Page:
The weakness across the complex was primarily due to a loss of confidence among investors while the number of infections and deaths related to the Covid-19 pandemic continue to climb.
This after sentiment had somewhat been buoyed last week by the announcement of several large stimulus packages by governments around the world to combat the economic fallout from the viral outbreak.
The United States and Europe in particular have seen a sharp increase in the number of coronavirus cases and deaths; the total number of confirmed cases in the US and Italy have both now surpassed that in China, where the virus was first reported.
According to the World Health Organization, the US has around 142,637 confirmed cases of the virus and 2,485 deaths at the time of writing, while Italy has around 97,689 confirmed cases and 10,779 deaths. This compares with China’s 81,470 confirmed cases and 3,304 deaths.
“The big question for markets is whether the huge stimulus introduced so far across the globe will be enough to help the global economy withstand the economic shock from the COVID-19 containment measures,” Rodrigo Catril, currency strategist at the National Australia Bank, said in a morning note.
“To answer this question one needs to know the magnitude of the containment measures and for how long they will be implemented. This is the big know unknown and it suggests markets are likely to remain volatile until this uncertainty is resolved,” Catril added.
On Friday, China and the US both announced new stimulus measures to shore up their respective economies.
US President Donald Trump signed a massive $2 trillion emergency spending bill into law, promising to deliver a wave of to individual Americans, businesses and healthcare facilities. The bill includes $500 billion in loans and help for big businesses such as airlines and $350 billion to small businesses as well as direct cash payments to low- and middle-income households.
In China, authorities will increase its fiscal deficit as a share of gross domestic product, issue special sovereign debt and allow local governments to sell more infrastructure bonds as part of a package to stabilize the economy, Chinese state-run news agency Xinhua reported on Friday.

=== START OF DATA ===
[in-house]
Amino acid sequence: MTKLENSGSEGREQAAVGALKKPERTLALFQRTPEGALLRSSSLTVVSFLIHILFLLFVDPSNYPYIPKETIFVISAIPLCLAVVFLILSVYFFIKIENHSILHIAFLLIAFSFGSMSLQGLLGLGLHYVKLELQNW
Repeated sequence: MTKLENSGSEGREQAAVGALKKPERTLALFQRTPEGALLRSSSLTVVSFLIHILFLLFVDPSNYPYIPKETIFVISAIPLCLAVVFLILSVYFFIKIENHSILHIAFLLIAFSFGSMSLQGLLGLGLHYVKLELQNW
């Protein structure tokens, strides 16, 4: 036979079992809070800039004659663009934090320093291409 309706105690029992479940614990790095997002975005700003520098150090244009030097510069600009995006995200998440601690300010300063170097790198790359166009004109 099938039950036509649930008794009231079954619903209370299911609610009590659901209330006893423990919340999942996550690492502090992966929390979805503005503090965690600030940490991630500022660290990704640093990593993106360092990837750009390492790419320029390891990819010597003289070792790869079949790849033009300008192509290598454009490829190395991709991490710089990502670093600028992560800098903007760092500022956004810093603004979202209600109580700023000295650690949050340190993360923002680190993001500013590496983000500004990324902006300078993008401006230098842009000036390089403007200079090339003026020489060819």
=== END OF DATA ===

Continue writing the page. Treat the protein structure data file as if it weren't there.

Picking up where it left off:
But the news did little to quell investors’ rising concerns that the latest measures are not enough to prevent a deeper global economic downturn amid coronavirus-related lockdowns in countries around the world, with this uncertainty evident in the weaker tone seen across broader markets this morning.
In the base metals on the SHFE, aluminium was the worst performer of its complex in terms of percentage losses; the most-traded June aluminium contract fell to 11,510 yuan ($1,622) per tonne at the end of the early session on Monday, down by 245 yuan per tonne or 2.1% from Friday’s close of 11,755 yuan per tonne.
The rest of the SHFE complex also weakened: May copper at 38,590 yuan per tonne (-1.5%), May zinc at 15,095 yuan per tonne (-1.9%), May lead at 13,755 yuan per tonne (-0.7%), June tin at 116,430 yuan per tonne (-0.8%) and June nickel at 92,870 yuan per tonne (-0.6%).
- The dollar index, which gauges the strength of the US dollar against a basket of foreign currencies, was at 98.69 as at 11.30am Shanghai time, down from a reading of 99.03 at a similar time on Friday.
- The Shanghai Composite Index was down by 1.59% at 2,728.07 as at 11.30 am Shanghai time.
- The economic agenda is light today with Germany’s preliminary core producer index and Spain’s flash consumer price Index, the United Kingdom’s mortgage approvals and net lending to individuals as well as US pending home sales due.